Russian Organized Crime Is Big Business
August 31, 1999
International security experts report that the Central Intelligence Agency has been fully aware of organized crime's influence within the Russian economy since at least the early 1990s. But the Clinton-Gore administration paid no heed to the agency's warnings, and even discouraged it from collecting intelligence on the country's crooks and criminals.
As a result the CIA did not task its field agents around the world to monitor their activities. The policy was to facilitate deals between Russian "businessmen" and Americans through some 250,000 visas a year issued by American consulates in Moscow and St. Petersburg.
Organized-crime chieftains then plundered Russia, parking hundreds of billions abroad.
- Experts estimate that $100 billion had been laundered by 1994, $200 billion by 1996 and $300 billion by 1999.
- The laundering was conducted through 55 tax havens ranging from Vanuatu in the Pacific to the Cayman Islands, Bahrain and the Bahamas.
- The proceeds purchased choice properties from Buenos Aires to Berlin and from Athens to Acapulco, experts report.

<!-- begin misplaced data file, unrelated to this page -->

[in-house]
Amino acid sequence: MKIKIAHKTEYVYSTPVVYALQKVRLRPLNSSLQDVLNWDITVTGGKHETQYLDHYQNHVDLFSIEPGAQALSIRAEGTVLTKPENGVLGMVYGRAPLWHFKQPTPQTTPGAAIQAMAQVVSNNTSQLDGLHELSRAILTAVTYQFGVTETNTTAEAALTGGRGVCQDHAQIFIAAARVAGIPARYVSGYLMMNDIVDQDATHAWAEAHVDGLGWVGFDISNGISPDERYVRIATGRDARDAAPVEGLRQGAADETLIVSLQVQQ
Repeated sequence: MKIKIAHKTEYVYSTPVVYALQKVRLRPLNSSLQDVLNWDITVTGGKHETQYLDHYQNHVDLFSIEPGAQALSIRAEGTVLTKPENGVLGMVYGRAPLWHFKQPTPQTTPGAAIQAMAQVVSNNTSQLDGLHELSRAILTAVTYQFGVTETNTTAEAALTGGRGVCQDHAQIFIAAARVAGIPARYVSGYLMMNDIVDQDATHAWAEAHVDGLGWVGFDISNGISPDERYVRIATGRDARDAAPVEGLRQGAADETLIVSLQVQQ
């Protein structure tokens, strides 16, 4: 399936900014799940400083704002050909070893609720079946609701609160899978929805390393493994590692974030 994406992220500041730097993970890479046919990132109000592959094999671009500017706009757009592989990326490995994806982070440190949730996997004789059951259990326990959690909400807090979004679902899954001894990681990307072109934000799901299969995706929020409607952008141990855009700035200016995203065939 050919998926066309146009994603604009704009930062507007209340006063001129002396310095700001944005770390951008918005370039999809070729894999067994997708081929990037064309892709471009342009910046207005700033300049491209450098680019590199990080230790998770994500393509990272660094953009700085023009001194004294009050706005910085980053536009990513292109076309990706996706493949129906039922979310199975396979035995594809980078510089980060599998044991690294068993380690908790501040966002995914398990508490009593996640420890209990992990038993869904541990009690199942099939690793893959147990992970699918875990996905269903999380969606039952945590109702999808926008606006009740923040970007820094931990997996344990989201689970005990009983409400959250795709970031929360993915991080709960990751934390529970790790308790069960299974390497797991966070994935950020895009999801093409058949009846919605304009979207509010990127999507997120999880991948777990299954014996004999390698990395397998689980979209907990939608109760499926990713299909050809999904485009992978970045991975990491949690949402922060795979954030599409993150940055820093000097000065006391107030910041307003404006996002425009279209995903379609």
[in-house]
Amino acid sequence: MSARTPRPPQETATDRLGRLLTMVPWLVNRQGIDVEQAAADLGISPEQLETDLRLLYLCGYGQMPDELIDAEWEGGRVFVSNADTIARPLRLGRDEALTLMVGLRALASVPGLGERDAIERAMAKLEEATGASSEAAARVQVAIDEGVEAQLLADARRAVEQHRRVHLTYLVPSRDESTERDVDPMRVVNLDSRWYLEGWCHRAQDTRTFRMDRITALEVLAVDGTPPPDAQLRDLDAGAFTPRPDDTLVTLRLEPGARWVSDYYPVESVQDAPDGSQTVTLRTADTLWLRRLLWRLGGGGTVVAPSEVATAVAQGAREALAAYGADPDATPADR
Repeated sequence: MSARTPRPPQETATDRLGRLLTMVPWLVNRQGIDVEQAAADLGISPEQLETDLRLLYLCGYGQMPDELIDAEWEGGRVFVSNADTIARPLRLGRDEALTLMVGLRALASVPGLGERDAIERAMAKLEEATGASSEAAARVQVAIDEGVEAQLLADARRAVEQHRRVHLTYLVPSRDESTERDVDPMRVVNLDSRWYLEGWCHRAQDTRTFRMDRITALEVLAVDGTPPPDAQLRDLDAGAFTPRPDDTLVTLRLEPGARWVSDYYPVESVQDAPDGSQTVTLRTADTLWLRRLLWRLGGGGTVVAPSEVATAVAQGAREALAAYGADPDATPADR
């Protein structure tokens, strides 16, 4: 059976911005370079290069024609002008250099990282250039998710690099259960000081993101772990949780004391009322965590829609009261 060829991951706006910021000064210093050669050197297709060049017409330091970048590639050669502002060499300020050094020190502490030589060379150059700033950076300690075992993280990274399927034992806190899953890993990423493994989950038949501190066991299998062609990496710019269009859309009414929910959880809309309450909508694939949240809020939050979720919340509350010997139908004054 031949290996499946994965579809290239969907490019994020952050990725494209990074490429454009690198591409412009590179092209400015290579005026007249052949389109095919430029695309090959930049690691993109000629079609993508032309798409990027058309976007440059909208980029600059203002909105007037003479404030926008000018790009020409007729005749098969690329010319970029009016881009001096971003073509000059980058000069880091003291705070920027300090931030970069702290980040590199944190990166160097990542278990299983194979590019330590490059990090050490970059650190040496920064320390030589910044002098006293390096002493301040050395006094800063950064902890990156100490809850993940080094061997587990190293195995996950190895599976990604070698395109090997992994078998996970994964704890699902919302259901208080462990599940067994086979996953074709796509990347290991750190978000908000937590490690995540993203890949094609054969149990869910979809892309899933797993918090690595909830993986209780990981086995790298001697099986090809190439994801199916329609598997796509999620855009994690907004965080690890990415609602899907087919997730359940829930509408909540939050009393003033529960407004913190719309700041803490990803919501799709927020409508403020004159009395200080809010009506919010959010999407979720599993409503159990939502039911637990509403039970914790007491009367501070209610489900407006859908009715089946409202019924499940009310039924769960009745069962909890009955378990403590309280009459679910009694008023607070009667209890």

- Two years ago, the Center for Strategic and International Studies issued a report with a forward by former directors of the FBI and the CIA, which concluded Russia was becoming a criminal operation from top to bottom.
Although Vice President Al Gore's staff downplayed the report, it immediately received the endorsement of FBI Director Louis Freeh. On a visit to Washington, former Russian Interior Minister Anatoly Kulikov confirmed that Russia had become a gigantic kleptocracy. The Clinton administration dismissed that warning also.
Source: Arnaud de Borchgrave, "Who Wasn't Minding the Bear?" Washington Times, August 30, 1999.
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